Moles fall within a list of common and benign, meaning non-cancerous skin lesions that can appear anywhere on the skin alone or in clusters. Moles typically appear between early childhood and during the first 30 years of a person’s life and it is normal to have 10 to 40 moles by adulthood. Throughout the years, it is not uncommon for moles to undergo slow changes, such as becoming raised and/or changing color, and even develop hair.
Moles occur when cells in the skin grow in a cluster instead of developing evenly and separately throughout the skin. These melanocyte cells are what gives skin its natural pigment, which is why they may darken after exposure to the sun, during the teen years, and during pregnancy.
The difference between the varying dangers of a mole depends on the type. Congenital nevi are moles that appear at birth and are more likely to develop into melanoma than moles that appear after birth. A mole or freckle should be checked if it is as big as the diameter of a pencil eraser or larger and also if it falls within any of the characteristics of melanoma’s ABCDEs.
Dysplastic nevi are moles that are larger than average, which is larger than a pencil eraser, and irregular in shape. They tend to have uneven color with dark brown centers and lighter, uneven edges. People with dysplastic nevi may have more than 100 moles and have a greater chance of developing melanoma, a serious form of skin cancer. Any changes in a mole should be checked by a dermatologist to evaluate for skin cancer.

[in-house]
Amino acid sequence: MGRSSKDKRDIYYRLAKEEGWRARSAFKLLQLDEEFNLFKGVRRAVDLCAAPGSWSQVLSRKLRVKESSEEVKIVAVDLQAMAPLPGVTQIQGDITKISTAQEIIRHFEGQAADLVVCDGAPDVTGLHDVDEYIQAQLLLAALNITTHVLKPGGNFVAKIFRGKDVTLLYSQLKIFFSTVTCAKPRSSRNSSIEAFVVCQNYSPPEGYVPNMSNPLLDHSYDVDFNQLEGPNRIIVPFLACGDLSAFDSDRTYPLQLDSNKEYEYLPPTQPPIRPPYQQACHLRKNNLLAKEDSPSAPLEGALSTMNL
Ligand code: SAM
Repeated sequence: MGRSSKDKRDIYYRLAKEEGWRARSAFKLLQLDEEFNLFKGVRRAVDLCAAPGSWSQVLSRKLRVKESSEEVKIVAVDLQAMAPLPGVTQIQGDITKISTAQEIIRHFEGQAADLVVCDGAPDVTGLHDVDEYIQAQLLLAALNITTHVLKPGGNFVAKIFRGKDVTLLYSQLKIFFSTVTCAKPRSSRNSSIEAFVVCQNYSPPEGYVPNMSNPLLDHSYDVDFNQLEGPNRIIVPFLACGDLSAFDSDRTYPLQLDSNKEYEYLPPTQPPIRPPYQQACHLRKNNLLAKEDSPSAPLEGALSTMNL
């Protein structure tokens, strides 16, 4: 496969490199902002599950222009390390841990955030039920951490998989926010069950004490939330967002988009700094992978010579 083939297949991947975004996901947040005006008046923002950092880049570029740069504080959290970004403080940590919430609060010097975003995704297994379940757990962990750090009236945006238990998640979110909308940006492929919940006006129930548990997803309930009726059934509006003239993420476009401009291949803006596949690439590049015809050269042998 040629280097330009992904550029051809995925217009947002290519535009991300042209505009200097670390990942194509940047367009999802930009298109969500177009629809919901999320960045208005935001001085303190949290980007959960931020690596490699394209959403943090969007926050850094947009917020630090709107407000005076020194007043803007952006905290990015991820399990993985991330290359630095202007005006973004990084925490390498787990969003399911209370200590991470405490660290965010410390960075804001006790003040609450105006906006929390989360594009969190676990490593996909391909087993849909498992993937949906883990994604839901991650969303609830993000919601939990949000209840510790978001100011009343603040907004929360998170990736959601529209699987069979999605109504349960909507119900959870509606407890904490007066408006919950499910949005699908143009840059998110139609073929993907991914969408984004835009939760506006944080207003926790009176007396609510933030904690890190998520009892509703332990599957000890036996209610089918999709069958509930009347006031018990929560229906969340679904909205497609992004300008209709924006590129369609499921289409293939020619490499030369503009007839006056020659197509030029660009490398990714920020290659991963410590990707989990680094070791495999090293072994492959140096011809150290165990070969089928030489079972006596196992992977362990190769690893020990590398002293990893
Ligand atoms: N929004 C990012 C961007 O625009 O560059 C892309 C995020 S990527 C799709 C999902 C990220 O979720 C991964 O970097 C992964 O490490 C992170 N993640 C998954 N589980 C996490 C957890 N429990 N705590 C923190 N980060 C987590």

Most moles aren’t dangerous, however moles that are of medical concern are ones that look different than other existing moles or those that first appear after age 30 or if they bleed, ooze, itch, or become tender or painful overtime. If you notice changes in a mole’s color, height, size, or shape, you should have it properly evaluated by your dermatologist.
Pay special attention to areas of the skin that are often exposed to the sun, such as the hands, arms, chest, neck, face, and ears, because again, melanocytes are affected by the sun.
A mole of concern can be removed in one dermatologist visit. A few moles may require a second visit. Whether it’s during 1 or 2 visits, a dermatologist can safely and easily remove a mole. A dermatologist will use 1 of these procedures: Surgical excision: The dermatologist cuts out the entire mole and stitches the skin closed. If the dermatologist suspects that the mole contains cancer, the dermatologist will send the mole to a lab and examined under a microscope to make sure the entire mole is removed. Surgical shave: The dermatologist uses a surgical blade to remove the mole.